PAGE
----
Once you’ve selected a Drumbeat, you can edit the drum sounds and their levels. A variety of drum sounds are available – including TR-808 and TR-909 sounds – for Kick, Snare, Hi-hat, and Percussion. No crash cymbals are available. There’s also no way to write “songs” into the drum machine, and you’re limited to two-measure patterns.

You can edit and program the Drumbeats themselves, but it’s a slow and somewhat tedious process, requiring a great deal of button pushing. (The AdrenaLinn is supported by Emagic’s SoundDiver editing software, which makes the programming and editing process much easier.) Edited Drumbeats can be stored in any of 100 user locations.

Even with its limitations, the AdrenaLinn’s drum machine works beautifully in conjunction with the groove-filtered guitar presets. The unit’s interface makes it easy to mix and match them, opening up a huge range of possible feels.

The AdrenaLinn can be synced (as master or slave) to MIDI sequencers and other devices that recognize MIDI Clock. You can’t access the drum sounds individually using MIDI, however, so it’s not really suited to do double duty as a drum module for your MIDI studio.


If you want to use the AdrenaLinn in a performance situation and take full advantage of its Groove Filter capabilities, you’ll need a way to sync it up with the rest of the musicians or vice versa. Otherwise, it will be tough to keep the rhythmic filter effects in time with the band. Naturally, if your group uses a sequencer onstage, just slave the AdrenaLinn to it and off you go.

For those of you without sequencers, your best bet is to use the AdrenaLinn to provide an audible tempo reference. Generally, that will mean using the drum output as a steady click for the band to play to. The easiest way to do that is to set the outputs to SEP (separate) mode, which splits the drums to the right output and the guitar to the left. You can then plug the left output in to your amp and send the Drumbeat (which can be changed to a quarter-note click if you want) to the monitors so that your bandmates can play along with it.

Performers will appreciate the AdrenaLinn’s two footswitches: Start – located in the bottom left-hand corner of the unit – can play a four-beat count-off before starting the actual drum pattern, and it can stop the pattern at the end of a song. The Bypass switch allows you to turn off the AdrenaLinn’s processing, toggle between two presets, or retrigger the start of the Drumbeat.


The AdrenaLinn is a groundbreaking product that opens up all sorts of new sonic horizons. I found that every time I plugged my guitar in to it and started playing, it inspired me to create music. I haven’t been as consistently amazed by a piece of gear in a long time.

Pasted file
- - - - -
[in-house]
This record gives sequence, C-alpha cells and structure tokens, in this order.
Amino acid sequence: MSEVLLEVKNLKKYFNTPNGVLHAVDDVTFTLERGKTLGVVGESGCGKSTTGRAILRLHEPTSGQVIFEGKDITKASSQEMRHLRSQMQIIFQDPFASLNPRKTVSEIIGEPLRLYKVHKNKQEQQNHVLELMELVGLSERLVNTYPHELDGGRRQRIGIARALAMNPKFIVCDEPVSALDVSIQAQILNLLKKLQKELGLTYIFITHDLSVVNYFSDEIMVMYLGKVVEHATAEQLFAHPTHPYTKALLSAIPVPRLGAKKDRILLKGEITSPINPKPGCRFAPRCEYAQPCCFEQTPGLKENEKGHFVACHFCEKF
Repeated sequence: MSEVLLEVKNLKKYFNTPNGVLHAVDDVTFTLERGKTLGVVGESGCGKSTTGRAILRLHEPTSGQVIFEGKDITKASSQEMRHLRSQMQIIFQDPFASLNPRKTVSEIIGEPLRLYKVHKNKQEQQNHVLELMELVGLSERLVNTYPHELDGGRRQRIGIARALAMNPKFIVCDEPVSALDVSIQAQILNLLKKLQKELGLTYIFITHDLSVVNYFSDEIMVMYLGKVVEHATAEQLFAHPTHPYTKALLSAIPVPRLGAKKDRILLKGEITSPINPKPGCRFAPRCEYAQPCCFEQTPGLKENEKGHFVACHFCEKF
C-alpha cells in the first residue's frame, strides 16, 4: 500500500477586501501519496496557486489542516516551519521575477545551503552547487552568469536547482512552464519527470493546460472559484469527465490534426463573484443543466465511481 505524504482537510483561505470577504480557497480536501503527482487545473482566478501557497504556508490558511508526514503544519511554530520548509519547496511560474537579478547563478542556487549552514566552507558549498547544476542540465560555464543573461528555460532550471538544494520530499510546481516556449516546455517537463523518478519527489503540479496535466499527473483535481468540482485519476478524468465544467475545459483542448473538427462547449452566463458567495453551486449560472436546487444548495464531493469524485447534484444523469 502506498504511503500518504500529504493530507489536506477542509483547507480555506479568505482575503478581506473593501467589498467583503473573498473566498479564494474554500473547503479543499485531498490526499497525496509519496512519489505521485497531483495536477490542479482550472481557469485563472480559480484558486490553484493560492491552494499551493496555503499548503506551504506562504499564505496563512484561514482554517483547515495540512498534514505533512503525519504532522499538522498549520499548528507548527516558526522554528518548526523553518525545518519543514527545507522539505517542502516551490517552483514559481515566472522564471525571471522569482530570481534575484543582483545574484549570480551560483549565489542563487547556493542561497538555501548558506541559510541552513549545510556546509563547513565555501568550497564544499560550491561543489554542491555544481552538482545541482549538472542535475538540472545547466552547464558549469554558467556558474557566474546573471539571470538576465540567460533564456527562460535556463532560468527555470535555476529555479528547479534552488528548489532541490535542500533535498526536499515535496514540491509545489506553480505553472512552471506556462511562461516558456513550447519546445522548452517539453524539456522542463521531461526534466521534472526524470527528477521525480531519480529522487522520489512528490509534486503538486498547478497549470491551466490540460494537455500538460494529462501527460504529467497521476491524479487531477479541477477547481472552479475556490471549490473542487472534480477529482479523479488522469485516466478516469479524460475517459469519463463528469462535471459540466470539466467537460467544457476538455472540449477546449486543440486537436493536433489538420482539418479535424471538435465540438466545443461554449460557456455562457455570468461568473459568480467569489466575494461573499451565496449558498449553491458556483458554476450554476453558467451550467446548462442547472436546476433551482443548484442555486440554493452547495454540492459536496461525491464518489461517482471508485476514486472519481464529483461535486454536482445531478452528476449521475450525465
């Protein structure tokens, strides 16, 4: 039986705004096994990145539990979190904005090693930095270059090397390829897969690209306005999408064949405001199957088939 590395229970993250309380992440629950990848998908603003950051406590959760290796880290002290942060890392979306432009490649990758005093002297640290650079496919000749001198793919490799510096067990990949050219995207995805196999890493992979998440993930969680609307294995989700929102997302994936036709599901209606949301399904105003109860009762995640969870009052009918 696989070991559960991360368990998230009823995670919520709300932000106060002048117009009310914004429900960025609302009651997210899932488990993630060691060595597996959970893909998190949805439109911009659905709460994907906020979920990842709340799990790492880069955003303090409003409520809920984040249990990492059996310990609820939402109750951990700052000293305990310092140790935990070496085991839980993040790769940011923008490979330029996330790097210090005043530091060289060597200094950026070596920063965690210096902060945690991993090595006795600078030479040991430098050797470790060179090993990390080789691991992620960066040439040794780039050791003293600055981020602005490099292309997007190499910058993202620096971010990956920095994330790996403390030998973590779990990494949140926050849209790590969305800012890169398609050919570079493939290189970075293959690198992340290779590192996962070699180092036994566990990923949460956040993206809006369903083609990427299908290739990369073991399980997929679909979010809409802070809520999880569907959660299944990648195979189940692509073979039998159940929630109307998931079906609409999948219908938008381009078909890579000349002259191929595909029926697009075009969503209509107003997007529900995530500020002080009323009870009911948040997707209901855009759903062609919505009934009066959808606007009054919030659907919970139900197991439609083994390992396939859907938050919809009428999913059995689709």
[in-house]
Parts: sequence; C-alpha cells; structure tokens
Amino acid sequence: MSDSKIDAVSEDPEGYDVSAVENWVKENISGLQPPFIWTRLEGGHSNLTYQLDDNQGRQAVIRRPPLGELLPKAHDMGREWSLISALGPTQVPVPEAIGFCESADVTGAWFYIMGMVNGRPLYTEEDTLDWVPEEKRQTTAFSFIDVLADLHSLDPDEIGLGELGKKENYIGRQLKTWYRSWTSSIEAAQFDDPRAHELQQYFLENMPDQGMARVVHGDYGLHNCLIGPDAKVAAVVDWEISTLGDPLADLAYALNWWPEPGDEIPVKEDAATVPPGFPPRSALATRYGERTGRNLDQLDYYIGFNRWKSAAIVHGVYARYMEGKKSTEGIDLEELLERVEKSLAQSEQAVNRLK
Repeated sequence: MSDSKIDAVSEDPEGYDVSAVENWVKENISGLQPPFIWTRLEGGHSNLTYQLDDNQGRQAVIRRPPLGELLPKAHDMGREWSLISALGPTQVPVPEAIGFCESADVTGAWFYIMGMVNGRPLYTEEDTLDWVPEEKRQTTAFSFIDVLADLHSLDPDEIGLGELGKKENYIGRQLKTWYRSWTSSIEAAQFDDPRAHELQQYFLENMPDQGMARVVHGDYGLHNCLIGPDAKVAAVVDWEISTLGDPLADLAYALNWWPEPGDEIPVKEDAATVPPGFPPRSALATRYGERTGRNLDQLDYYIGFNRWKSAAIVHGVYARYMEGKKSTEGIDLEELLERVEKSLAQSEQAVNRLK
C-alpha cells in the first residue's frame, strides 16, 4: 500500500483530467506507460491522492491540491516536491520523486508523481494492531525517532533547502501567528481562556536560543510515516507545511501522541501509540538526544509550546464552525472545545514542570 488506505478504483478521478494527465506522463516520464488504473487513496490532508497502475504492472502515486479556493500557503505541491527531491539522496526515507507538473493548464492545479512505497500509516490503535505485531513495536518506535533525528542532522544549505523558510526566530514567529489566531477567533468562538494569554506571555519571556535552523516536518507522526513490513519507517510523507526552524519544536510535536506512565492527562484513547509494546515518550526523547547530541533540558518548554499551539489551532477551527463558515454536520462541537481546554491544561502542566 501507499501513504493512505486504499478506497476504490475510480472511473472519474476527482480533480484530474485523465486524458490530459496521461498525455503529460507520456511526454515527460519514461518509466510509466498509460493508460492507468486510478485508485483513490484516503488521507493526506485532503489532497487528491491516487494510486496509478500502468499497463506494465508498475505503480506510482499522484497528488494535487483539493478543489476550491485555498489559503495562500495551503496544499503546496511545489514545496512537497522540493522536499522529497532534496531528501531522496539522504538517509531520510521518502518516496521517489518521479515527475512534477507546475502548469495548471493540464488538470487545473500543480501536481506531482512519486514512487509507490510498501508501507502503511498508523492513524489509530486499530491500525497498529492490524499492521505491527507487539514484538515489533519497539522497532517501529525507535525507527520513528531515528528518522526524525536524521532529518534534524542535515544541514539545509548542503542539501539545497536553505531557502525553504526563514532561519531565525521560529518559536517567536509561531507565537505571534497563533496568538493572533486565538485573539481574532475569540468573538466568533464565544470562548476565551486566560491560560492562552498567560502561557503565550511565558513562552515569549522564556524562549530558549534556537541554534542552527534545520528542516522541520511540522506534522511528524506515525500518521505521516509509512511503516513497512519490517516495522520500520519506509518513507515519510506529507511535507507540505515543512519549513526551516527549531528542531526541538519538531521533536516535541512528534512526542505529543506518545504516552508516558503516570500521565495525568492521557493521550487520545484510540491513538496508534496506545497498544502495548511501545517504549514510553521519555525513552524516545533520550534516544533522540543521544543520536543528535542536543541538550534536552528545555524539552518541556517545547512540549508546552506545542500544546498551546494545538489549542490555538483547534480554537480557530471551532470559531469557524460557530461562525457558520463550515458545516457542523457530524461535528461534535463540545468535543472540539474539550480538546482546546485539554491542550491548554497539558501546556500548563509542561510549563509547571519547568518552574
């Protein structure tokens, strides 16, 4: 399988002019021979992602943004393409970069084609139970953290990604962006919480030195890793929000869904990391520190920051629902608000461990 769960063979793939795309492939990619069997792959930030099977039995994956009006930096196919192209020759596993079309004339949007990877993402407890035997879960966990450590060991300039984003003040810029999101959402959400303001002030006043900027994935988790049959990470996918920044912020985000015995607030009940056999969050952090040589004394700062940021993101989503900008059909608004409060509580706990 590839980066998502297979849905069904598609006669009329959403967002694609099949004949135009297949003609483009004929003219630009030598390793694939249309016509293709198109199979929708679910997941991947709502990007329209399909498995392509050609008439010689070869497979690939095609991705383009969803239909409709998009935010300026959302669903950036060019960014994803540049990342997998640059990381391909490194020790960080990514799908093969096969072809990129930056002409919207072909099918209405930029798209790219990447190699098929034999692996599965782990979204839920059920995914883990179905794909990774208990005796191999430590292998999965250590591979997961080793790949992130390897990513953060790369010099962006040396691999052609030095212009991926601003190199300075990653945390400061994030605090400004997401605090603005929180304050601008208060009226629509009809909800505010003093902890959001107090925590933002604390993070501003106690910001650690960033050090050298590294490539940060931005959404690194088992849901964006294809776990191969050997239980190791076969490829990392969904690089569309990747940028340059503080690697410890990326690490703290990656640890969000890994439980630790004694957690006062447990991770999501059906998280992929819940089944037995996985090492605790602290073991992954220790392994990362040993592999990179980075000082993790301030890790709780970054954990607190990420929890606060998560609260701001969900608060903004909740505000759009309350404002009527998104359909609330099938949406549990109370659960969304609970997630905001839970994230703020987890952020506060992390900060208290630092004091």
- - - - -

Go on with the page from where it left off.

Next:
That said, I do have a couple of minor quibbles. I wish the programming interface for the drums and filter sequencers were more user-friendly. Also, it would be nice if there were an LCD instead of the somewhat cryptic three-digit LED, so that more status information could be provided at a glance.

But frankly, those points are pretty insignificant when you look at the AdrenaLinn as a whole. This device allows you to take your guitar (or other instrument) to places no other processor can. It has an incredibly plentiful feature set, and, considering its power, a remarkably low price. The AdrenaLinn is a must-buy for anyone looking to break free from the limitations of the typical guitar-amp-effects setup.

Mike Levine is the editor of Onstage and spent entirely too much time playing with the AdrenaLinn when he should have been doing his work.


Inputs (1) 1/4″ unbalanced

Outputs (2) 1/4″ unbalanced

Bit Rate/Sampling Frequency 24-bit, 40 kHz

Preset Effects/Filter Patches (100) factory; (100) user

Drumbeats 100/100

Amp Models 12

Total Delay Time 1 second

MIDI Ports In, Out

Display 1.50″ (W) x 0.75″ (H) 3-digit LED

Dimensions 7.25″ (W) x 1.50″ (H) x 4.50″ (D)

Weight 2 lb.


Roger Linn Design

AdrenaLinn Guitar-effects processor $395

Onstage Ratings

PROS: Groove filter allows for unique, beat-synced rhythmic effects. Good amp models. Clean and usable digital delay and modulation effects. Drum machine capabilities. Footswitches for live use. Flexible output routing.

CONS: Laborious programming interface for drum patterns and filter sequences. Limited display. Individual drum sounds can’t be triggered using MIDI.

Contact: Roger Linn Design tel. (510) 898-4878 e-mail Web

Onstage Ratings Guide

Products are rated (from 1 through 5) in four categories: Features, Sound Quality, Ease of Use, and Value. a Poor a a Fair a a a Good a a a a Very Good a a a a a Amazing

To hear audio clips from the AdrenaLinn, go to and click on ONLINEEXTRAS